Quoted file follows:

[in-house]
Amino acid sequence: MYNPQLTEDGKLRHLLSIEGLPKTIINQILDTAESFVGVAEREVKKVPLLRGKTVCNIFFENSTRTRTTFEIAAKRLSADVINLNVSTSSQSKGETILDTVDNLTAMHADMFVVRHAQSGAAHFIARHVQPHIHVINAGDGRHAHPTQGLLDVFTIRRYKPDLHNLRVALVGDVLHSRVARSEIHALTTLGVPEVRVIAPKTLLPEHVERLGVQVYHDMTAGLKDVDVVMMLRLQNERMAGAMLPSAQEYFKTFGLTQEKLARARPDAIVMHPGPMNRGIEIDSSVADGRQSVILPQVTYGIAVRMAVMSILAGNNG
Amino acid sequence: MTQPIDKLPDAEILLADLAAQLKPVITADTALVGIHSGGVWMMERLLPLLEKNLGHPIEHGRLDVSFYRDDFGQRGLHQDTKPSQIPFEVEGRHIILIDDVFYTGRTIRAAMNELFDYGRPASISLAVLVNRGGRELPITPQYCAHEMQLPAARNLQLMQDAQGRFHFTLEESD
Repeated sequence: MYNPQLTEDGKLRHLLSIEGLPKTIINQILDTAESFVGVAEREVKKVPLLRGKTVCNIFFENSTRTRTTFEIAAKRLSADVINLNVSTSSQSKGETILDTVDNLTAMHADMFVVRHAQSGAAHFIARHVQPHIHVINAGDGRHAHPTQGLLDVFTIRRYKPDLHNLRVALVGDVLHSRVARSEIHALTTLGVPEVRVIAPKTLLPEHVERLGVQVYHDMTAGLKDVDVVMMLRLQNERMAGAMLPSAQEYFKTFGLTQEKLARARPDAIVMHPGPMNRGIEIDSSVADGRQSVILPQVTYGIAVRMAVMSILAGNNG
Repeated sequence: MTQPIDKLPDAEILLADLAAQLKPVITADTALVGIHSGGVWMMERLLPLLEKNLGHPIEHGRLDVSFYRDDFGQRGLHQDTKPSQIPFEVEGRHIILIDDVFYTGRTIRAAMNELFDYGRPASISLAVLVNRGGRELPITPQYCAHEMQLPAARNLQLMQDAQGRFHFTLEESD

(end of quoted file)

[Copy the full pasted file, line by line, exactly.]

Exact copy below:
[in-house]
Amino acid sequence: MYNPQLTEDGKLRHLLSIEGLPKTIINQILDTAESFVGVAEREVKKVPLLRGKTVCNIFFENSTRTRTTFEIAAKRLSADVINLNVSTSSQSKGETILDTVDNLTAMHADMFVVRHAQSGAAHFIARHVQPHIHVINAGDGRHAHPTQGLLDVFTIRRYKPDLHNLRVALVGDVLHSRVARSEIHALTTLGVPEVRVIAPKTLLPEHVERLGVQVYHDMTAGLKDVDVVMMLRLQNERMAGAMLPSAQEYFKTFGLTQEKLARARPDAIVMHPGPMNRGIEIDSSVADGRQSVILPQVTYGIAVRMAVMSILAGNNG
Amino acid sequence: MTQPIDKLPDAEILLADLAAQLKPVITADTALVGIHSGGVWMMERLLPLLEKNLGHPIEHGRLDVSFYRDDFGQRGLHQDTKPSQIPFEVEGRHIILIDDVFYTGRTIRAAMNELFDYGRPASISLAVLVNRGGRELPITPQYCAHEMQLPAARNLQLMQDAQGRFHFTLEESD
Repeated sequence: MYNPQLTEDGKLRHLLSIEGLPKTIINQILDTAESFVGVAEREVKKVPLLRGKTVCNIFFENSTRTRTTFEIAAKRLSADVINLNVSTSSQSKGETILDTVDNLTAMHADMFVVRHAQSGAAHFIARHVQPHIHVINAGDGRHAHPTQGLLDVFTIRRYKPDLHNLRVALVGDVLHSRVARSEIHALTTLGVPEVRVIAPKTLLPEHVERLGVQVYHDMTAGLKDVDVVMMLRLQNERMAGAMLPSAQEYFKTFGLTQEKLARARPDAIVMHPGPMNRGIEIDSSVADGRQSVILPQVTYGIAVRMAVMSILAGNNG
Repeated sequence: MTQPIDKLPDAEILLADLAAQLKPVITADTALVGIHSGGVWMMERLLPLLEKNLGHPIEHGRLDVSFYRDDFGQRGLHQDTKPSQIPFEVEGRHIILIDDVFYTGRTIRAAMNELFDYGRPASISLAVLVNRGGRELPITPQYCAHEMQLPAARNLQLMQDAQGRFHFTLEESD